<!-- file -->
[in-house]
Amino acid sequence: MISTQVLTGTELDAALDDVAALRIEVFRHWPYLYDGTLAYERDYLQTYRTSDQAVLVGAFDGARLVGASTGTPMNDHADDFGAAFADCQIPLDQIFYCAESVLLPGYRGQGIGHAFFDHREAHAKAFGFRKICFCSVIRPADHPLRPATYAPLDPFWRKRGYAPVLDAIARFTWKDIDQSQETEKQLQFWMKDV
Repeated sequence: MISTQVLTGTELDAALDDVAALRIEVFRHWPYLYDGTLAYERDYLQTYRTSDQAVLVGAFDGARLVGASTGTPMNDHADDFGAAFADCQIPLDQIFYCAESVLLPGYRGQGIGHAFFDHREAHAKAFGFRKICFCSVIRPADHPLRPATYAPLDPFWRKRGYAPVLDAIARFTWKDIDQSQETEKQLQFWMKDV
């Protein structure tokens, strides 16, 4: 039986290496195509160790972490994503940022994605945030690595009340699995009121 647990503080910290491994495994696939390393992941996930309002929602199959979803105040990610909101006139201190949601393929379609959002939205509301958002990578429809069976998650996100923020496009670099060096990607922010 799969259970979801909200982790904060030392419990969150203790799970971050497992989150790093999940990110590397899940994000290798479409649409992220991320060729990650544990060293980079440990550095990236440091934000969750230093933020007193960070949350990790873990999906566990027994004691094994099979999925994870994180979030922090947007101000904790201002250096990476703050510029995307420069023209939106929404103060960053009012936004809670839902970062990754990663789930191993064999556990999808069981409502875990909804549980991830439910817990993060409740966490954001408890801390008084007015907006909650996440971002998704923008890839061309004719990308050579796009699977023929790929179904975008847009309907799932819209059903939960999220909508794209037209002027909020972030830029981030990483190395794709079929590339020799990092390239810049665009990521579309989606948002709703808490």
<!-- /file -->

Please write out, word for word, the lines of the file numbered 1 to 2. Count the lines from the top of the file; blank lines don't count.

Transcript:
[in-house]
Amino acid sequence: MISTQVLTGTELDAALDDVAALRIEVFRHWPYLYDGTLAYERDYLQTYRTSDQAVLVGAFDGARLVGASTGTPMNDHADDFGAAFADCQIPLDQIFYCAESVLLPGYRGQGIGHAFFDHREAHAKAFGFRKICFCSVIRPADHPLRPATYAPLDPFWRKRGYAPVLDAIARFTWKDIDQSQETEKQLQFWMKDV